The potential of tropical forage species maintained in the ilri-forage-genebank for sustainable agriculture and food-security
Meki Shehabu Muktar1, Alemayehu Teresssa Negawo1, Alice Muchugi1, Chris S. Jones2
1International Livestock Research Institute (ILRI), Ethiopia
The International Livestock Research Institute (ILRI) forage genebank, at Addis Abeba, Ethiopia, maintains a collection of 18,664 accessions of tropical forage germplasm, including species of leguminous fodder trees, herbaceous legumes, and forage grasses. The fodder tree species are a good source of high-quality, protein-rich forage for subsistence and commercial livestock production and supply foliage during dry periods when herbaceous species are not available. They can enhance the sustainability of farming systems because of their longevity, enhancement of fertility and physical stability in the landscape, they fit well in agroforestry systems and rehabilitation of degraded lands and offer opportunities for sustainable agriculture and intensification of tropical biodiversity. We have been characterising some of them, such as Sesbania sesban, to identify climate resilient, adaptive, and high biomass yielding genotypes that can be used as an alternative feed source in the dry season. The majority of the herbaceous legumes maintained in the genebank can be used for both human food and animal feed, however, most are underutilised and less characterised orphan crops. Currently we are working on some of them, including lablab (Lablab purpureus) and Cowpea (Vigna unguiculata). Improving the production and productivity of these underutilised crops is a promising strategy to diversify food systems. The perennial grasses maintained in the genebank also offer many beneficial characteristics. For instance, Napier grass, the most well-known tropical forage grass, is produced primarily as a fodder crop for animal feed because of its high feed quality, high dry matter content, and year-round availability. Given that it contains a lot of cellulose, which can be utilised as a source of carbon (energy), it has the potential to make biofuels, and is used in paper industry. In conclusion, we have been studying some species from each of these categories with the intent of tapping into the genetic diversity that sits in these crops, in order to better understand how we can support their improvement so that they can contribute to food and feed systems, soil health management, and rehabilitation of degraded lands. Some of the works will be presented in the seminar.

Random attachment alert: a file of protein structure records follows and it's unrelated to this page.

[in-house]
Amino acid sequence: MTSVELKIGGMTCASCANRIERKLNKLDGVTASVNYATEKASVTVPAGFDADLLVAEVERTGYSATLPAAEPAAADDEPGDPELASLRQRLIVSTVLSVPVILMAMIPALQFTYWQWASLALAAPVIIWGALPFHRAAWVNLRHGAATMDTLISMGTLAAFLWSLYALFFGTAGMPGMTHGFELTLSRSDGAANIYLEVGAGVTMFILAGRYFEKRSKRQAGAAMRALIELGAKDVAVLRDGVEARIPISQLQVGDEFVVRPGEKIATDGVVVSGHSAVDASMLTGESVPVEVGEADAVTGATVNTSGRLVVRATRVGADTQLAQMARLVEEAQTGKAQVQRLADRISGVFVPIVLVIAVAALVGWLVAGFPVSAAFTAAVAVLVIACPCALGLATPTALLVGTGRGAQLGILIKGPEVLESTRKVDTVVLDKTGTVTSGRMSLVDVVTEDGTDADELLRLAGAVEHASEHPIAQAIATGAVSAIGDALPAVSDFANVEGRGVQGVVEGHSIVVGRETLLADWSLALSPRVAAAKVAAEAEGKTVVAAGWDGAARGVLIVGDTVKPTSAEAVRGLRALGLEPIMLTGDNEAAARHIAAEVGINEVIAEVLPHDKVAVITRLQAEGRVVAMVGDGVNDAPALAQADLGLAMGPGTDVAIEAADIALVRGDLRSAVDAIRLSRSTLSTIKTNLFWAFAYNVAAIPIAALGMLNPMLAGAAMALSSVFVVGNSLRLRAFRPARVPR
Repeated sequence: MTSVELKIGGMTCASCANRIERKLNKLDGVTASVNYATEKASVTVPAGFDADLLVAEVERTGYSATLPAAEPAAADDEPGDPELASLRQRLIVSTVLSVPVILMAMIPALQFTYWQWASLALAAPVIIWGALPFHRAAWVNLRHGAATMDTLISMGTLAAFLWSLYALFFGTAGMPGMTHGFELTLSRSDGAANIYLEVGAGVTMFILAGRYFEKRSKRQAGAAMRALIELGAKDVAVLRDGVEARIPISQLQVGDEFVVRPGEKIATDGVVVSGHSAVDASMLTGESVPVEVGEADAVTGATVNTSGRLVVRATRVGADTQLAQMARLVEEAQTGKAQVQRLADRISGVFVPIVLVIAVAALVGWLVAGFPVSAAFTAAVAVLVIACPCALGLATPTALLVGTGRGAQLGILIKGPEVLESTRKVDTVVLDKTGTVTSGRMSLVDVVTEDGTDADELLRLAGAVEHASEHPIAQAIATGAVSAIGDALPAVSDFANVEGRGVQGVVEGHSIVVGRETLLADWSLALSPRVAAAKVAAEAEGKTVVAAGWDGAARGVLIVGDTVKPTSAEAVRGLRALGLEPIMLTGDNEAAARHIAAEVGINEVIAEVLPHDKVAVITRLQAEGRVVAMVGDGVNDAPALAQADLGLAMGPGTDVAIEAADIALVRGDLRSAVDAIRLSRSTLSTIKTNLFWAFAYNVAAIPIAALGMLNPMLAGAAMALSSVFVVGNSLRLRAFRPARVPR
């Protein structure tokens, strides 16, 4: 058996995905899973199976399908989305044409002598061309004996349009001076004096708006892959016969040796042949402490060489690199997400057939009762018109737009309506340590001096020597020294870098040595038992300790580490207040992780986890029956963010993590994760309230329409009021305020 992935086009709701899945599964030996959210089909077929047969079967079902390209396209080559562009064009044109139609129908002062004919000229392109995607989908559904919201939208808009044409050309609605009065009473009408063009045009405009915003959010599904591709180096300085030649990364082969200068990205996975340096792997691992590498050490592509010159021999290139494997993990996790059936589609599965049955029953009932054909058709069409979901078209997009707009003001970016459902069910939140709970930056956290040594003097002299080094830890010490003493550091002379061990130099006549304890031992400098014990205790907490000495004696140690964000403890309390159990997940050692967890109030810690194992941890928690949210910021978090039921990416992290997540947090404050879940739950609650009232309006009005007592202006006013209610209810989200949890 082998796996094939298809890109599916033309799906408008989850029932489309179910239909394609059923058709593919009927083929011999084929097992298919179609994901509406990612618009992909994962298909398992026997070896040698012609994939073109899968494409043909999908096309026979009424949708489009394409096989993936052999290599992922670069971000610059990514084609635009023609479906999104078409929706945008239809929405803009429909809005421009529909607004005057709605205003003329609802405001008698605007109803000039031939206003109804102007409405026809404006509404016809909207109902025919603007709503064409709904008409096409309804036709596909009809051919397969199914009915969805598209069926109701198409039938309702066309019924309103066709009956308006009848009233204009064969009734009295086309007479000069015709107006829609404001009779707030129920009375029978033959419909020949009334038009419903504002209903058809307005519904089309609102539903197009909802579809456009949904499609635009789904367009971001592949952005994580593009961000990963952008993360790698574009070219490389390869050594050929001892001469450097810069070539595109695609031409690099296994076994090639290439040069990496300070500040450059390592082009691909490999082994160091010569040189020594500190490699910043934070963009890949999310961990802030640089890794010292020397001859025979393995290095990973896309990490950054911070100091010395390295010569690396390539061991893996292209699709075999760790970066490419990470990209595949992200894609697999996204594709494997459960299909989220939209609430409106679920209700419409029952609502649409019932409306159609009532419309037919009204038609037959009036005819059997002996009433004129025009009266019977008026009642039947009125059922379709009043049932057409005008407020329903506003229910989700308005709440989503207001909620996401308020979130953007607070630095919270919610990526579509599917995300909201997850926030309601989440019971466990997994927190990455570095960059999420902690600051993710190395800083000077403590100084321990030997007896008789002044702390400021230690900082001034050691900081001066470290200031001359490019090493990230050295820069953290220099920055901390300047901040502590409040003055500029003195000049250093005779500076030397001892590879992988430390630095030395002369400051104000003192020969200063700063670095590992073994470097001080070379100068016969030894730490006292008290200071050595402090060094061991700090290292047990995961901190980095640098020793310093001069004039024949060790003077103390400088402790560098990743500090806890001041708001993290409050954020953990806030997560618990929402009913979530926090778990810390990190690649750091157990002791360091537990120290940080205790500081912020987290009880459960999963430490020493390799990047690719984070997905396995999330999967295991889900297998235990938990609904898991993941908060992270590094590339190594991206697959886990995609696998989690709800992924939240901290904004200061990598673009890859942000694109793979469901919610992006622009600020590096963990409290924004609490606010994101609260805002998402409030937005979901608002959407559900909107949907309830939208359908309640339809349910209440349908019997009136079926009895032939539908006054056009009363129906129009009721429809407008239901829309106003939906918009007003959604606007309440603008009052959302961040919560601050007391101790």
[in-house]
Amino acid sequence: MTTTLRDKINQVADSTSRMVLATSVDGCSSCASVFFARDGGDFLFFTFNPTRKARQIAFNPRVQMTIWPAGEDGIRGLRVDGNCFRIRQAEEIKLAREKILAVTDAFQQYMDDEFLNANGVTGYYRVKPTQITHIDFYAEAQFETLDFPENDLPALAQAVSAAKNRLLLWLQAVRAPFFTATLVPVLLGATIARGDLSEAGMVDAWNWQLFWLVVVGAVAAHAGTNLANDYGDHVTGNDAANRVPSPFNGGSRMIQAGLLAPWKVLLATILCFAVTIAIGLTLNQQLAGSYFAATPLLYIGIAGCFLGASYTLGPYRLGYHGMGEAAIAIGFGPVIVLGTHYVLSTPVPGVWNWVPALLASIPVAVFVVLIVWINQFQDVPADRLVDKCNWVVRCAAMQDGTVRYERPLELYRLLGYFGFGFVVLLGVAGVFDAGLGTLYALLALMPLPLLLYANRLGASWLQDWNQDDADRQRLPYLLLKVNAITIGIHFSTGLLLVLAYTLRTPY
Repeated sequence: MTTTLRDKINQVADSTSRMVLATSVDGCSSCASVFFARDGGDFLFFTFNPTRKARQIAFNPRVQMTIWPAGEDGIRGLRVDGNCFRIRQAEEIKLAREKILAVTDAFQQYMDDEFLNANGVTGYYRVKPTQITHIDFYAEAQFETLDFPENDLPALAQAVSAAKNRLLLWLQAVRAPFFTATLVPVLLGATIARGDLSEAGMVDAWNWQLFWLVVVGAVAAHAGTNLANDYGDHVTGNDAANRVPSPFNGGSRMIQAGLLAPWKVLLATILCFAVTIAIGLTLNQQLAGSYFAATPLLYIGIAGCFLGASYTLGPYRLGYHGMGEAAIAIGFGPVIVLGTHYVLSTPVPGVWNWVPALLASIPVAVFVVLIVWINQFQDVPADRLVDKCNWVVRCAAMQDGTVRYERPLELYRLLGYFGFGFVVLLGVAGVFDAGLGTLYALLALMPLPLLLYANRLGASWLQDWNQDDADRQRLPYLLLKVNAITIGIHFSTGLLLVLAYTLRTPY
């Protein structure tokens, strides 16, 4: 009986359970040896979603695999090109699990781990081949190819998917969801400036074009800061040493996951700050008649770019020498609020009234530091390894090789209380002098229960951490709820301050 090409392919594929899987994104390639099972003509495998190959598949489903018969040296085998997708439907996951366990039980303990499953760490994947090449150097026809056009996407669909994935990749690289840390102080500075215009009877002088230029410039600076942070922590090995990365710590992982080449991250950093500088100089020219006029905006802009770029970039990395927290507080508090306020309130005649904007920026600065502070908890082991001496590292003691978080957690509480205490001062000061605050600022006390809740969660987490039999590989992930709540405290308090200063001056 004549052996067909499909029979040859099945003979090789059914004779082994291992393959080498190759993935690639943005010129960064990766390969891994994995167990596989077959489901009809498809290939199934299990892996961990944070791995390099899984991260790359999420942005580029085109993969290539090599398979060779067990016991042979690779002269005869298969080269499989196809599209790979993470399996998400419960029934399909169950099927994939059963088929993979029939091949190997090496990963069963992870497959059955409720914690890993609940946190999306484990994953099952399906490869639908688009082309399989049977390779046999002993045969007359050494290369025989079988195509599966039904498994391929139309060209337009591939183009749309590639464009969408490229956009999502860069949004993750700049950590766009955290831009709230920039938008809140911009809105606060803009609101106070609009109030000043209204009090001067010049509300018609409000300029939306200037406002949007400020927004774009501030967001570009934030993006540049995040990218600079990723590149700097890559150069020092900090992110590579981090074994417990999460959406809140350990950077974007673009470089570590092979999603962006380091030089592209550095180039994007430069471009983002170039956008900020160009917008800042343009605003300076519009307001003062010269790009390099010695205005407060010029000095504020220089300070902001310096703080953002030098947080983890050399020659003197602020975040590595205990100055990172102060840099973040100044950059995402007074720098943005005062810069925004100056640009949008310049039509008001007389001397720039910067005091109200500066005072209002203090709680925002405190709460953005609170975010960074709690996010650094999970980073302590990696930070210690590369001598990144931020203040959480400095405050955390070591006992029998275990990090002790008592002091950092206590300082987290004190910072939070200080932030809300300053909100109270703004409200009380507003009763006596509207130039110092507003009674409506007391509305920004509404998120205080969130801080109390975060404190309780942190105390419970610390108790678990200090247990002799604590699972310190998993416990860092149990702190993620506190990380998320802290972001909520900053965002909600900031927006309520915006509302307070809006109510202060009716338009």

Keywords: Forage genebank, ILRI, perennial fodder tree, tropical forage
Contact Address: Meki Shehabu Muktar, International Livestock Research Institute (ILRI), Feed and Forage Development, Addis Ababa, Ethiopia, e-mail: mshehabugmail.com